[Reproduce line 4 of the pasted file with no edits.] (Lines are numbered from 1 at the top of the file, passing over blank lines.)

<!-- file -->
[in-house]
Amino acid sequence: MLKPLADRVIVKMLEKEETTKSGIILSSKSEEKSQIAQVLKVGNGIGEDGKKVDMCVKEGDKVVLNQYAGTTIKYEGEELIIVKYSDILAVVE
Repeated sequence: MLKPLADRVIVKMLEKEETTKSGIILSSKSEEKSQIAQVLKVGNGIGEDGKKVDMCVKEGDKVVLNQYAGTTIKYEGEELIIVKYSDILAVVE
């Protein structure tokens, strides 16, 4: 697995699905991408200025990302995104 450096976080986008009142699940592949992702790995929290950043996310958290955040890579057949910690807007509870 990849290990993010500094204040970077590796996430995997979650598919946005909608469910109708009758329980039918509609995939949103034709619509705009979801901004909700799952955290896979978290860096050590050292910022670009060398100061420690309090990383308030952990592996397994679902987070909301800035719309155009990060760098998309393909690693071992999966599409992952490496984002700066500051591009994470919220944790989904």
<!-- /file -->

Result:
């Protein structure tokens, strides 16, 4: 697995699905991408200025990302995104 450096976080986008009142699940592949992702790995929290950043996310958290955040890579057949910690807007509870 990849290990993010500094204040970077590796996430995997979650598919946005909608469910109708009758329980039918509609995939949103034709619509705009979801901004909700799952955290896979978290860096050590050292910022670009060398100061420690309090990383308030952990592996397994679902987070909301800035719309155009990060760098998309393909690693071992999966599409992952490496984002700066500051591009994470919220944790989904």